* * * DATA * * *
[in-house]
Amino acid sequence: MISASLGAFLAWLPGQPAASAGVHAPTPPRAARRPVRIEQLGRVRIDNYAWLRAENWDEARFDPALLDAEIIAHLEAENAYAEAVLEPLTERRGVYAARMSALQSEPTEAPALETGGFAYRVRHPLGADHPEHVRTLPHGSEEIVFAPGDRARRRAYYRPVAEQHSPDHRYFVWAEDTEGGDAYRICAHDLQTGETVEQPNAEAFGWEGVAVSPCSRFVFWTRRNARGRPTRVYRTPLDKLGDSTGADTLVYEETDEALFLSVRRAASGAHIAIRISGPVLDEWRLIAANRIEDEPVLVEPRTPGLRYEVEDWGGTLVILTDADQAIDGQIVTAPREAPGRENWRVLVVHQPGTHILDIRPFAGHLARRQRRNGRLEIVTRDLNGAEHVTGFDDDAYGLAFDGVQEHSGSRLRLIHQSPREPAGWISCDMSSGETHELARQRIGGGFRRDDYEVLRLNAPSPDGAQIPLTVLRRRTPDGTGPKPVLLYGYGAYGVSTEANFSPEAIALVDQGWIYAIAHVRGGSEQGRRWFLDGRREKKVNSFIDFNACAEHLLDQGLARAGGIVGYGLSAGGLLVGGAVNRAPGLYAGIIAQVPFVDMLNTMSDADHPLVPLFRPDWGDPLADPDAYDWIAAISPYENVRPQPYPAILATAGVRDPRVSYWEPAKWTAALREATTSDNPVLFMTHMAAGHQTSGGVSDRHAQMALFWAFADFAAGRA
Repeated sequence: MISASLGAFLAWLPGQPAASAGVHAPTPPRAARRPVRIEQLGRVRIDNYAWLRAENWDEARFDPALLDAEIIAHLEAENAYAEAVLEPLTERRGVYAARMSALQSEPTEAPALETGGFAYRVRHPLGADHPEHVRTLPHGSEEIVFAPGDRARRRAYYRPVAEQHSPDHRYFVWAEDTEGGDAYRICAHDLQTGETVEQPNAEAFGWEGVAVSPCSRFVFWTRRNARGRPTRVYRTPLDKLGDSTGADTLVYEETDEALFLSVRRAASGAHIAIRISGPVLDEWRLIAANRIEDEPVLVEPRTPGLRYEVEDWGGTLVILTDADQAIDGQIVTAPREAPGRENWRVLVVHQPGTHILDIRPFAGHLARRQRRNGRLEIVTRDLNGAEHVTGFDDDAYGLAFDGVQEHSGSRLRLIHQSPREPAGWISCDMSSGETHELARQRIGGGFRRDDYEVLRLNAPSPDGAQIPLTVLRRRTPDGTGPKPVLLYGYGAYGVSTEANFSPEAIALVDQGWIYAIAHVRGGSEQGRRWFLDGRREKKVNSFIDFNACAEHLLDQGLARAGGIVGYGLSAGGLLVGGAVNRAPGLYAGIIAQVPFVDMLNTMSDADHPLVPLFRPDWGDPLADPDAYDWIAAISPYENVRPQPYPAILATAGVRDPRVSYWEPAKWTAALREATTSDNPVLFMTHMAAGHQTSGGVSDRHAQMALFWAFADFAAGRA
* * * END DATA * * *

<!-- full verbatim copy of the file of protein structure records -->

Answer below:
[in-house]
Amino acid sequence: MISASLGAFLAWLPGQPAASAGVHAPTPPRAARRPVRIEQLGRVRIDNYAWLRAENWDEARFDPALLDAEIIAHLEAENAYAEAVLEPLTERRGVYAARMSALQSEPTEAPALETGGFAYRVRHPLGADHPEHVRTLPHGSEEIVFAPGDRARRRAYYRPVAEQHSPDHRYFVWAEDTEGGDAYRICAHDLQTGETVEQPNAEAFGWEGVAVSPCSRFVFWTRRNARGRPTRVYRTPLDKLGDSTGADTLVYEETDEALFLSVRRAASGAHIAIRISGPVLDEWRLIAANRIEDEPVLVEPRTPGLRYEVEDWGGTLVILTDADQAIDGQIVTAPREAPGRENWRVLVVHQPGTHILDIRPFAGHLARRQRRNGRLEIVTRDLNGAEHVTGFDDDAYGLAFDGVQEHSGSRLRLIHQSPREPAGWISCDMSSGETHELARQRIGGGFRRDDYEVLRLNAPSPDGAQIPLTVLRRRTPDGTGPKPVLLYGYGAYGVSTEANFSPEAIALVDQGWIYAIAHVRGGSEQGRRWFLDGRREKKVNSFIDFNACAEHLLDQGLARAGGIVGYGLSAGGLLVGGAVNRAPGLYAGIIAQVPFVDMLNTMSDADHPLVPLFRPDWGDPLADPDAYDWIAAISPYENVRPQPYPAILATAGVRDPRVSYWEPAKWTAALREATTSDNPVLFMTHMAAGHQTSGGVSDRHAQMALFWAFADFAAGRA
Repeated sequence: MISASLGAFLAWLPGQPAASAGVHAPTPPRAARRPVRIEQLGRVRIDNYAWLRAENWDEARFDPALLDAEIIAHLEAENAYAEAVLEPLTERRGVYAARMSALQSEPTEAPALETGGFAYRVRHPLGADHPEHVRTLPHGSEEIVFAPGDRARRRAYYRPVAEQHSPDHRYFVWAEDTEGGDAYRICAHDLQTGETVEQPNAEAFGWEGVAVSPCSRFVFWTRRNARGRPTRVYRTPLDKLGDSTGADTLVYEETDEALFLSVRRAASGAHIAIRISGPVLDEWRLIAANRIEDEPVLVEPRTPGLRYEVEDWGGTLVILTDADQAIDGQIVTAPREAPGRENWRVLVVHQPGTHILDIRPFAGHLARRQRRNGRLEIVTRDLNGAEHVTGFDDDAYGLAFDGVQEHSGSRLRLIHQSPREPAGWISCDMSSGETHELARQRIGGGFRRDDYEVLRLNAPSPDGAQIPLTVLRRRTPDGTGPKPVLLYGYGAYGVSTEANFSPEAIALVDQGWIYAIAHVRGGSEQGRRWFLDGRREKKVNSFIDFNACAEHLLDQGLARAGGIVGYGLSAGGLLVGGAVNRAPGLYAGIIAQVPFVDMLNTMSDADHPLVPLFRPDWGDPLADPDAYDWIAAISPYENVRPQPYPAILATAGVRDPRVSYWEPAKWTAALREATTSDNPVLFMTHMAAGHQTSGGVSDRHAQMALFWAFADFAAGRA